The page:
The Sindh Assembly’s decision to pass the Hindu Marriage Act 2015 aligns closely with the desire to address injustices faced by minority groups in Pakistan. As the country edges closer to its seventh decade of existence, the provincial law seeks to negate the damaging effects of ignorance shown towards a minority community’s needs.
The new legislation will pull Hindu personal law out of a dark chamber and into the mainstream. Since 1947, members of the minority group have been unable to register their marriages in the absence of a state law. Many Hindus recall, with troubled nostalgia, how the failure to produce a marriage registration certificate has stripped them of a diverse menu of privileges. A large number of widows have been banished to a life of poverty and deprivation because they are unable to provide proof of their marriage and claim a stake in their husband’s property. Several Hindu couples have also complained of facing harassment for not possessing the much-coveted certificate.
However, in recent years, the problem has stretched beyond national boundaries and developed an extraterritorial focus. The desire to migrate to other countries from Pakistan has made it fundamentally important for Hindus to hold legal documents to prove their marriage. Strict visa regimes and immigration rules have also strengthened the case for a separate law to register Hindu marriage.
Although the bill passed in the Sindh Assembly will only cater to a small wedge of a large pie due to its provincial focus, it is likely to prevent a network of challenges that afflict Hindus. There are, however, concerns over the effectiveness of the legislation as mere codification of rules cannot change social reality. Law cannot be viewed as a state-sponsored mechanism that is easily assimilated into the fabric of social life. It cannot shape our thoughts or alter our perceptions over a particular practice. Legal scholars, such as Sally Falk Moore, believe such legislations can only have a piecemeal effect as they cannot entirely micromanage social behaviour. On the contrary, law is a matter of psychology. It mainly relies on acceptance after deterrence mechanisms lose the ability to instill fear and prompt action.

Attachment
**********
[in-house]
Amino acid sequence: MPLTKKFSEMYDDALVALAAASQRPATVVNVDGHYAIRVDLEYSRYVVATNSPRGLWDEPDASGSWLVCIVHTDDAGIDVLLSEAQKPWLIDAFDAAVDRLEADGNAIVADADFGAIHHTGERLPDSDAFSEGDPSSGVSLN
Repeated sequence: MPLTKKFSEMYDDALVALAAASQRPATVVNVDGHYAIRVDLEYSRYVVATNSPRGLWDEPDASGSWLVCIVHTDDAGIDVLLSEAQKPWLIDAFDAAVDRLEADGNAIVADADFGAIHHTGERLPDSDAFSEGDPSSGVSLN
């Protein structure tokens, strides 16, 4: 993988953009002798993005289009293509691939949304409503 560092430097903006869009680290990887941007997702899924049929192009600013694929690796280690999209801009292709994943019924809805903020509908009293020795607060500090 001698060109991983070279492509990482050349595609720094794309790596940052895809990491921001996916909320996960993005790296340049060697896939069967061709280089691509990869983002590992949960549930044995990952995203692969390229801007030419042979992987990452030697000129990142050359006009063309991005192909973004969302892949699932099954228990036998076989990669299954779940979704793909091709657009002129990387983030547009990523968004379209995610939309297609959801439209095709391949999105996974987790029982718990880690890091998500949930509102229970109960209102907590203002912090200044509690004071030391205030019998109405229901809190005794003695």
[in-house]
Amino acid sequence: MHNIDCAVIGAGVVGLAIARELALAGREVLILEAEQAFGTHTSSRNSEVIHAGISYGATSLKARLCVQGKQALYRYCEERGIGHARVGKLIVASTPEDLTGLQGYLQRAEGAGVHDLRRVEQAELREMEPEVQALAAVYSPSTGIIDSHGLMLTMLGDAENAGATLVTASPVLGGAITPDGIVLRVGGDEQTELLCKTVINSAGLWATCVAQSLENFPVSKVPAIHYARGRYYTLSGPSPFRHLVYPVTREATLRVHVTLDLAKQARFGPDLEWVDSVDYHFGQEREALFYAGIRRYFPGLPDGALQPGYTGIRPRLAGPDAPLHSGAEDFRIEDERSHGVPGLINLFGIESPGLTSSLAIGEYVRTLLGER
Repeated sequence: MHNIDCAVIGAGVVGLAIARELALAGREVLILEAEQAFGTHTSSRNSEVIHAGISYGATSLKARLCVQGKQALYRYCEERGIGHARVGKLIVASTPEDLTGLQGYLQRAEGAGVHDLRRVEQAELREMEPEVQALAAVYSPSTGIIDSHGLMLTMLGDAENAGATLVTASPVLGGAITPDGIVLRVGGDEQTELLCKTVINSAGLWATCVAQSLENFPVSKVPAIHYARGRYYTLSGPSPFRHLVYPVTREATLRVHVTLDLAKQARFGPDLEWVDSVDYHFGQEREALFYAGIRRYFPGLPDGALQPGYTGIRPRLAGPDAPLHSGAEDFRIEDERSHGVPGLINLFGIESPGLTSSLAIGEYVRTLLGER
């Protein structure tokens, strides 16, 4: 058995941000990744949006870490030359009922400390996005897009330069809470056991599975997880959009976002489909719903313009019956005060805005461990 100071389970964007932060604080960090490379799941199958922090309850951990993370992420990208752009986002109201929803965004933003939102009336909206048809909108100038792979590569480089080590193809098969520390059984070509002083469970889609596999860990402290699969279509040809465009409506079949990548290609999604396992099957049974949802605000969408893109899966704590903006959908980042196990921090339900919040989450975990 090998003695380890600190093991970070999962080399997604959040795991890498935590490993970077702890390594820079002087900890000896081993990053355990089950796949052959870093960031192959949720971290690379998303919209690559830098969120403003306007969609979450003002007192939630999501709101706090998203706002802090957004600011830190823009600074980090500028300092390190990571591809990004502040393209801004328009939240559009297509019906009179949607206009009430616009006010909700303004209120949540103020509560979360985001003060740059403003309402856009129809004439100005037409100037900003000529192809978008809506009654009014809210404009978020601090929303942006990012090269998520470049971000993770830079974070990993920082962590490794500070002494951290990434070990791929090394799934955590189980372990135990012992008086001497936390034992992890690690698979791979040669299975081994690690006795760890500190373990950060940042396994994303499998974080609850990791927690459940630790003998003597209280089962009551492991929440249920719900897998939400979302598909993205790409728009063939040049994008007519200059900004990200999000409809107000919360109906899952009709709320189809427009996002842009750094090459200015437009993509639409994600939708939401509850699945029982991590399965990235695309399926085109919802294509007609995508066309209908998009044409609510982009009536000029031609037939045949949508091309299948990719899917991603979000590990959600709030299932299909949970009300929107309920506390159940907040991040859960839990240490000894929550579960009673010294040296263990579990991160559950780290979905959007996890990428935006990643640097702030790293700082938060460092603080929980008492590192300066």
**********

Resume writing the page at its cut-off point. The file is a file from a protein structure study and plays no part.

At most universities that advocate legal pluralism, law is defined as a dynamic tool, which is over and above the state. Many law schools also view the concept as a kite with four corners — religion, the state, society and international human rights. Under this theory, an appropriate definition of law can only be developed when the tensions arising from all four corners are balanced in an effective manner. This goes to show that mere legislative interference cannot bring the desired change in the social sphere. India’s experience with attempts to codify laws on Hindu marriage offers a glaring testament of this belief. Social custom and religious traditions have always informed personal law systems in that country. As a result, the Hindu Marriage Act 1955 in India relies strongly on customs whereby marriages are solemnised. But, more often than not, the Indian Supreme Court has strictly upheld the rules of registration. This has been done to ensure protection to widows and children. Sindh will need to adopt a similar approach of balancing competing tensions within the Hindu community.
Although the approved legislation has taken a firm stance against child marriage, there are still some rigid elements to the law that could introduce needless complexities to Hindu family law. According to media reports, the 2015 legislation states there should be at least two witnesses at the time when a marriage is solemnised and registered. Upon first glance, this appears to be a fairly stringent rule — especially where solemnisation is concerned — and could trigger injustice as it veers away from social and religious customs. Judges in Sindh’s courts will need to ensure that the Hindu marriage legislation is enacted in a manner that does not compromise on their customs.
Published in The Express Tribune, February 19th, 2016.